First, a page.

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I have 2 lists of elements '(a b c) '(d b f) and want to find differences, union, and intersection in one result. Is that possible? How?

I wrote a member function that checks if there is a car of the first list in the second list, but I can't throw a member to the new list.

(define (checkResult lis1 lis2)

(checkresult '( a b c) '(d b f))

My result should be (( a c) (d f) (a b c d f) (b)).

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Homework? YOu should add a 'homework' tag if so. – Charlie Martin Apr 19 '09 at 14:30
up vote 10 down vote accepted

Like others have said, all you need to do is create separate functions to compute the intersection, union, and subtraction of the two sets, and call them from checkresult:

(define (checkresult a b)
  (list (subtract a b)
        (subtract b a)
        (union a b)
        (intersect a b)))

Here are some example union, intersection, and subtraction functions:

(define (element? x lst)
  (cond ((null? lst) #f)
        ((eq? x (car lst)) #t)
        (#t (element? x (cdr lst)))))

(define (union a b)
  (cond ((null? b) a)
        ((element? (car b) a)
         (union a (cdr b)))
        (#t (union (cons (car b) a) (cdr b)))))

(define (intersect a b)
  (if (null? a) '()
      (let ((included (element? (car a) b)))
        (if (null? (cdr a))
            (if included a '())
            (if included
                (cons (car a) (intersect (cdr a) b))
                (intersect (cdr a) b))))))

(define (subtract a b)
  (cond ((null? a) '())
        ((element? (car a) b)
         (subtract (cdr a) b))
        (#t (cons (car a) (subtract (cdr a) b)))))

Note: since these are sets and order doesn't matter, the results are not sorted. Also, the functions assume that the inputs are sets, and therefore don't do any duplicate checking beyond what's required for union.

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This is totally homework... :-/ – Luís Oliveira Apr 19 '09 at 15:41
And it was fun to do! I'll answer any questions I can, including homework. It's not my job to make sure students don't cheat. – Kyle Cronin Apr 19 '09 at 15:49
thanks I've written intersect and union but I've really not know how to call and write a new list I got it thanks.. – merci Apr 19 '09 at 16:25
And someday, when these people are your co-workers? It isn't about cheating, it's about helping people get an education in how to solve problems without just asking you to do it for them. It's as much fun to help them learn as it is to code for them (and it's more challenging). Just answer it as a "how should I be thinking?" question instead of a "what should I type?" question. For example, see my response to stackoverflow.com/questions/623435/project-euler-problem-233/… – MarkusQ Apr 19 '09 at 16:32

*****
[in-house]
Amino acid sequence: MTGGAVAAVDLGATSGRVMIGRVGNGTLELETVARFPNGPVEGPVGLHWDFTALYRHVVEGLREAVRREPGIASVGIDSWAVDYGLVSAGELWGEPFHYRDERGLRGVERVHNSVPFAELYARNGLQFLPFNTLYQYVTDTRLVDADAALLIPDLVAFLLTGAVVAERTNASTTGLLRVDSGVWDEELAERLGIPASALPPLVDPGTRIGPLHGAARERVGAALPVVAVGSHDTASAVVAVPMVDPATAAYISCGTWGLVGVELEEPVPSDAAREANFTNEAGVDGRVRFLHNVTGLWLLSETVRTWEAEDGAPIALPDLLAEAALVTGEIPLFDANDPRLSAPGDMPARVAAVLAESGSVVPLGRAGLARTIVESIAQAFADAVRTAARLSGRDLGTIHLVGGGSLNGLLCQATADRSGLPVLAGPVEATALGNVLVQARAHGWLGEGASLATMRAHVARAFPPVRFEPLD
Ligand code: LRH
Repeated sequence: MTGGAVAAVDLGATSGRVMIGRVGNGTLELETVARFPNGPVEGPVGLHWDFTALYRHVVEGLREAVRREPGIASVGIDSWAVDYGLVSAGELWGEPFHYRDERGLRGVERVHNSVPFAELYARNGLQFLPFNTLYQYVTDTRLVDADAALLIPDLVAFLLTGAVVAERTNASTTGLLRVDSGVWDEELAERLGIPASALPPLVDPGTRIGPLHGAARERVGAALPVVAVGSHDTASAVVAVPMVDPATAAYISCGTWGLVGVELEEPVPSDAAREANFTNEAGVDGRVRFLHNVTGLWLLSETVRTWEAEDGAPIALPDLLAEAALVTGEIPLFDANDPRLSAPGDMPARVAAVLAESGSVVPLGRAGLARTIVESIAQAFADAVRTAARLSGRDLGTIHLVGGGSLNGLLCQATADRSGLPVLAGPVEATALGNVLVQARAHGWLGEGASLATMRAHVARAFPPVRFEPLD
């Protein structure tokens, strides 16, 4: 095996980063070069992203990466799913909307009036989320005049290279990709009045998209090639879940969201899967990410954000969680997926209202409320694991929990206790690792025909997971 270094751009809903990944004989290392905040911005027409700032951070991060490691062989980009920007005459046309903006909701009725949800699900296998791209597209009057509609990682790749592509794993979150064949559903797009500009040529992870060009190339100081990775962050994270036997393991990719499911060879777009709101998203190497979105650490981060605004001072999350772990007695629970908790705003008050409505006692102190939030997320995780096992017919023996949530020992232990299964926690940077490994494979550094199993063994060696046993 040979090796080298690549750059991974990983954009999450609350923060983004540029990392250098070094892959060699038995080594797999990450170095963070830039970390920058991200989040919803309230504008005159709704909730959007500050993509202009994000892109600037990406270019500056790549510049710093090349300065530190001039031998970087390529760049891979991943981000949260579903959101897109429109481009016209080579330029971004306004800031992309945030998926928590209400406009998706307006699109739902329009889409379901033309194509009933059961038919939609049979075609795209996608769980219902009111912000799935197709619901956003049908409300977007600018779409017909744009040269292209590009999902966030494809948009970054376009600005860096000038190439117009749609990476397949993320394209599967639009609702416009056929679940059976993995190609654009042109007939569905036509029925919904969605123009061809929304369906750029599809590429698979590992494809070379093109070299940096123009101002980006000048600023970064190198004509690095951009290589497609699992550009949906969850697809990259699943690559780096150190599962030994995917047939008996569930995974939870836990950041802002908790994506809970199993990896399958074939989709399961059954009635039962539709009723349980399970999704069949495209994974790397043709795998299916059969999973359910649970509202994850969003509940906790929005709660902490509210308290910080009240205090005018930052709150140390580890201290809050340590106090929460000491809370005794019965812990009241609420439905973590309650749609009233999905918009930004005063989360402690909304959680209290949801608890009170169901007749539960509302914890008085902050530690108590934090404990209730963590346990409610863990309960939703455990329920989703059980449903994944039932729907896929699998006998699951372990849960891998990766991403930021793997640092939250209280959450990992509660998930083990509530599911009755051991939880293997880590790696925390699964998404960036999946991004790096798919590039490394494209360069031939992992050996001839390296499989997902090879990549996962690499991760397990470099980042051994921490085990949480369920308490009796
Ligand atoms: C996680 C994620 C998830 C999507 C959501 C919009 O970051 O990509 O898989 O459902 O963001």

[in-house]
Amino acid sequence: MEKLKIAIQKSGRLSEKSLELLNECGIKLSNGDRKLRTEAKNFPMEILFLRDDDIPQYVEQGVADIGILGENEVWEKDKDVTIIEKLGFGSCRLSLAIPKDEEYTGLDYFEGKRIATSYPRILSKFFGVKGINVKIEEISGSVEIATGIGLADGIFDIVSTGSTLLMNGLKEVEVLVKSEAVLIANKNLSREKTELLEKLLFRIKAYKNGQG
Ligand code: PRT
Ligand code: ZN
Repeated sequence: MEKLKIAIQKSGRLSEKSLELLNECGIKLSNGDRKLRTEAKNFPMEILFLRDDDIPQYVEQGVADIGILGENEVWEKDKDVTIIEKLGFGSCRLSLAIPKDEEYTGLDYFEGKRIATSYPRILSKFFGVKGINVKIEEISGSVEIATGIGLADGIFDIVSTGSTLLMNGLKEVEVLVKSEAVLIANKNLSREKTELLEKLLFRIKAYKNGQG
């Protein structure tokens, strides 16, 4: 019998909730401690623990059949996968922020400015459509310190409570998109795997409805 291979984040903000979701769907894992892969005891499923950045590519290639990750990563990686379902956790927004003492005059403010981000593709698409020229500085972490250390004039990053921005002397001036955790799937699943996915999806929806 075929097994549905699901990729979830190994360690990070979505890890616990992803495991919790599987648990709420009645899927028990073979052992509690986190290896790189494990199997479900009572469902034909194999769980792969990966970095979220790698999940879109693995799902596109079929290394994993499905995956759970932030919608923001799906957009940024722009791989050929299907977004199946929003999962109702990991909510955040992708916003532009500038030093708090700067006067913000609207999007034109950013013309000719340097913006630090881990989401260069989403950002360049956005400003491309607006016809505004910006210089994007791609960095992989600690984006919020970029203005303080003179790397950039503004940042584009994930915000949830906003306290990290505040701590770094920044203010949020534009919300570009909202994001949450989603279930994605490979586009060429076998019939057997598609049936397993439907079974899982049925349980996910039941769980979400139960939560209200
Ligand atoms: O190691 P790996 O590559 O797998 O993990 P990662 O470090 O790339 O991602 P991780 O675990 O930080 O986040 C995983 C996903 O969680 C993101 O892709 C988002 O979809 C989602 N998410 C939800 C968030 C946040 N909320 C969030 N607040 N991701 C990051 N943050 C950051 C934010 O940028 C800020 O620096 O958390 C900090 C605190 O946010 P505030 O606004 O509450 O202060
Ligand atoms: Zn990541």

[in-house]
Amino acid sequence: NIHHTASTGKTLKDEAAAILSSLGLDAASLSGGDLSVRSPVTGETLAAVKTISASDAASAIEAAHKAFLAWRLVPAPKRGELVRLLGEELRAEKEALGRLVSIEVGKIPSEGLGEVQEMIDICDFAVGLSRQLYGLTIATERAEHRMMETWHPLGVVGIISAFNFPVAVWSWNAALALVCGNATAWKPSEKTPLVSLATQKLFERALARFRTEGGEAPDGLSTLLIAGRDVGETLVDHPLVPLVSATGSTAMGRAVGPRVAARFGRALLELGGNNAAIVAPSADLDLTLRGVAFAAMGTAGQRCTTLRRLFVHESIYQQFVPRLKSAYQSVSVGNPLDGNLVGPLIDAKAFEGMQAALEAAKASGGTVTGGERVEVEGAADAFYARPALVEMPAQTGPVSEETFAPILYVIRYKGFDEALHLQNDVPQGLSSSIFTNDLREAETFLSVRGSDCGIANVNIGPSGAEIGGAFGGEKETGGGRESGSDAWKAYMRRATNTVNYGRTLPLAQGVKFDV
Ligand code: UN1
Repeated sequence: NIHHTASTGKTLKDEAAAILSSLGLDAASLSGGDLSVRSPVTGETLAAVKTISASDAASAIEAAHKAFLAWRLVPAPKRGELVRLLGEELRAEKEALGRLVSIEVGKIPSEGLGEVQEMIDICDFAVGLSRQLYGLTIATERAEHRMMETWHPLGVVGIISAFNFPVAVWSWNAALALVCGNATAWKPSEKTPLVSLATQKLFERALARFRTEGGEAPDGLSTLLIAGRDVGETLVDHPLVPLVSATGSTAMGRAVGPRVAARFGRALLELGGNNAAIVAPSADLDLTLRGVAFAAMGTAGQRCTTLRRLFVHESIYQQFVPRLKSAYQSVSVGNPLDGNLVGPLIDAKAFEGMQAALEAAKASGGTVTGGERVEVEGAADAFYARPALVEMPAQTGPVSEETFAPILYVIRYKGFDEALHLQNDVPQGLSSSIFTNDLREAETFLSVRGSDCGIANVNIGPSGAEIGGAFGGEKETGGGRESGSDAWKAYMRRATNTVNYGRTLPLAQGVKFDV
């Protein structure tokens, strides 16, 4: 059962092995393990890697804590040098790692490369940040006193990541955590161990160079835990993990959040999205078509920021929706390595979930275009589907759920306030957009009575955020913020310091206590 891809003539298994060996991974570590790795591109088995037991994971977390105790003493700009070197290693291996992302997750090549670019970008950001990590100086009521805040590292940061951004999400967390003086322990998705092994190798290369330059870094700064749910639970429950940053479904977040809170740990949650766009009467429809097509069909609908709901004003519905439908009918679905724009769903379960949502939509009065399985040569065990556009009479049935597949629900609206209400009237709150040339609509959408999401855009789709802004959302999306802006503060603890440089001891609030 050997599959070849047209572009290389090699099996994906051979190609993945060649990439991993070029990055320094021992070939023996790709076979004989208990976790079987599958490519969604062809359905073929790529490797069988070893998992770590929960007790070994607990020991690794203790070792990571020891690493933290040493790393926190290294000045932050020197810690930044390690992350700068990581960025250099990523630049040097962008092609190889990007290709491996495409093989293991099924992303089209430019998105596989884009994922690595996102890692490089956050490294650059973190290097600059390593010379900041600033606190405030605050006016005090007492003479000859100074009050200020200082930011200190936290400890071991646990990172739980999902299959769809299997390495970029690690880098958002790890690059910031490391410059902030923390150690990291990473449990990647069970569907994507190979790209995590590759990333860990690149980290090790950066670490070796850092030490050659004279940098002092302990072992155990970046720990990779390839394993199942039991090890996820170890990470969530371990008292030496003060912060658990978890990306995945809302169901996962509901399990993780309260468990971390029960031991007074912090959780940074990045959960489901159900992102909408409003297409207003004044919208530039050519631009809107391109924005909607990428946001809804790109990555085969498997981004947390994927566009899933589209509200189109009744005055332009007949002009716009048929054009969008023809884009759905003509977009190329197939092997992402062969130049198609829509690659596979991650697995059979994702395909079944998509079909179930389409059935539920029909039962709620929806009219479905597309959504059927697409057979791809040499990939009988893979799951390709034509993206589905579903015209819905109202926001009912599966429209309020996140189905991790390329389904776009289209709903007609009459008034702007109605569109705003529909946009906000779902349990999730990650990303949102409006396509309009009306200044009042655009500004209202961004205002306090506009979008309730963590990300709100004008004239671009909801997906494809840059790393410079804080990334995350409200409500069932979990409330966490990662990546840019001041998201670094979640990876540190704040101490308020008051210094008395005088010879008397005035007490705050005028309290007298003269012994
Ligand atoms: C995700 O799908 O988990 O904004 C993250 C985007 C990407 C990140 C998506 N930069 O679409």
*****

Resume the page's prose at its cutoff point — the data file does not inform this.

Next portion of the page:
This solution suffers from many problems: Scheme has member and memq, an equal? check is usually more expected, we use else and not #t in cond expressions, intersect and subtract are overcomplicated an inefficient, and finally -- if the goal is to return the four results, then they can all be computed in a single loop. – Eli Barzilay Jun 28 '09 at 10:36

Sure it is possible. Assuming that you have function to compute the differences, union intersection etc:

 (define (checkResult lis1 list2)
   (list (difference lis1 lis2)
        (union ...
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Sure it's possible. Here are a couple hints:

  1. what's the result of combining a list and an empty list?
  2. You don't have to do it all at once. Take a piece at a time.
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On top of Charlie Martin's and tomjen's answers, I have come up with this source:

Union Intersection and Difference

Implementation of the distinct functions can be found with nice explanations.

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In case this is a HW, which quite seems so,sorry if I am not supposed to reveal everything but only provide tips and guidance. – rpr Apr 19 '09 at 14:43

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